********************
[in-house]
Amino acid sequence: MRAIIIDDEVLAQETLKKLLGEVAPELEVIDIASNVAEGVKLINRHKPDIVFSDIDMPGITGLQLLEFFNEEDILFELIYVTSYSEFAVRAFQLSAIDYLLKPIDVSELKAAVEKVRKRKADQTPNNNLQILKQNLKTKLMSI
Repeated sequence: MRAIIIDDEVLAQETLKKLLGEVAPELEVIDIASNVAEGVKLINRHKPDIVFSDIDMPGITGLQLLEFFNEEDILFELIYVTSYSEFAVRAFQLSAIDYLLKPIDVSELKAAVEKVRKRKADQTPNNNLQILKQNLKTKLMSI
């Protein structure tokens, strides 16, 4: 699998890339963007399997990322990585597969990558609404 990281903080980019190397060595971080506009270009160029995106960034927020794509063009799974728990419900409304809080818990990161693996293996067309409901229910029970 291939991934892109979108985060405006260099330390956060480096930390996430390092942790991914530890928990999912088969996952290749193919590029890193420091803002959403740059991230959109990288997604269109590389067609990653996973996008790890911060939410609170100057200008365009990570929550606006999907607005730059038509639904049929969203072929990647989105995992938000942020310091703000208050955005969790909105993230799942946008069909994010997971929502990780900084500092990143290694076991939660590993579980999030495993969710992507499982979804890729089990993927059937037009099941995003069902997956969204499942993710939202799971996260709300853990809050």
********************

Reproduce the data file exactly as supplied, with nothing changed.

[in-house]
Amino acid sequence: MRAIIIDDEVLAQETLKKLLGEVAPELEVIDIASNVAEGVKLINRHKPDIVFSDIDMPGITGLQLLEFFNEEDILFELIYVTSYSEFAVRAFQLSAIDYLLKPIDVSELKAAVEKVRKRKADQTPNNNLQILKQNLKTKLMSI
Repeated sequence: MRAIIIDDEVLAQETLKKLLGEVAPELEVIDIASNVAEGVKLINRHKPDIVFSDIDMPGITGLQLLEFFNEEDILFELIYVTSYSEFAVRAFQLSAIDYLLKPIDVSELKAAVEKVRKRKADQTPNNNLQILKQNLKTKLMSI
């Protein structure tokens, strides 16, 4: 699998890339963007399997990322990585597969990558609404 990281903080980019190397060595971080506009270009160029995106960034927020794509063009799974728990419900409304809080818990990161693996293996067309409901229910029970 291939991934892109979108985060405006260099330390956060480096930390996430390092942790991914530890928990999912088969996952290749193919590029890193420091803002959403740059991230959109990288997604269109590389067609990653996973996008790890911060939410609170100057200008365009990570929550606006999907607005730059038509639904049929969203072929990647989105995992938000942020310091703000208050955005969790909105993230799942946008069909994010997971929502990780900084500092990143290694076991939660590993579980999030495993969710992507499982979804890729089990993927059937037009099941995003069902997956969204499942993710939202799971996260709300853990809050």